Warnock Report on Human Fertilisation and Embryology
Lancet. 1984 Sep 1; 2(8401): 531-532.
Four areas of potential legal difficulty generated by Britain's Warnock report are identified. Supervision of the operations that would be authorized by a licensing authority is problematic because of the lack of qualified individuals and their questionable ability to oversee specific research. Since surrogate arrangements would be considered illegal contracts unenforceable in the courts, a couple would be unable to sue a carrying mother for breach of contract if she refused to hand over the child. The author questions who would be considered the mother if the commissioning woman had supplied the egg. The assumption that all research on embryos is experimental is questioned. Whether mere observation can be classed as research may have some bearing on the 14-day limit applied to such research. The effect on a person of being informed at majority of his or her origin through IVF or AID, as recommended, has yet to be determined. (KIE abstract)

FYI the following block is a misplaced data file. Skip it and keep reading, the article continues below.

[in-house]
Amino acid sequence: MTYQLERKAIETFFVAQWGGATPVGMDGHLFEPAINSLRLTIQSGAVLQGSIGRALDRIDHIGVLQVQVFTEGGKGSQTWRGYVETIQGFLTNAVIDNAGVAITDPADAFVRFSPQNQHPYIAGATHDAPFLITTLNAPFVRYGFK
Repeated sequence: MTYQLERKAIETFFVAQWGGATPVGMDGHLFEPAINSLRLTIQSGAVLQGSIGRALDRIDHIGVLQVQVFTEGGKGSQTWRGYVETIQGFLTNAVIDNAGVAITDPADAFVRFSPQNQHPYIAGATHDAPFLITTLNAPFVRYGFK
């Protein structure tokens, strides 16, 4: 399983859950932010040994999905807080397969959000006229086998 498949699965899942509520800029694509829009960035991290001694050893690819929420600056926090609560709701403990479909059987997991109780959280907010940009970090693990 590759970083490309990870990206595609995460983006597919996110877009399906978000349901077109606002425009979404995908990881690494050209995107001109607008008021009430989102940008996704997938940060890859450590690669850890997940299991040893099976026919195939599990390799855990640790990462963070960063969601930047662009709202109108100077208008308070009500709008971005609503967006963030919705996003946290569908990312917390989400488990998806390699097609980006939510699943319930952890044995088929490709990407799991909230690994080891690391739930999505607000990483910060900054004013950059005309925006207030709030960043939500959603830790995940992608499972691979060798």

Advisory Committees; Artificial Insemination; Contracts; Donors; Embryo Research; Embryo Transfer; Embryos; Egg; Fetal Research; Government; Government Regulation; In Vitro Fertilization; IVF; Legal Aspects; Mothers; Parent Child Relationship; Public Policy; Regulation; Reproductive Technologies; Research; Semen Donors; Standards; Surrogate Mothers;
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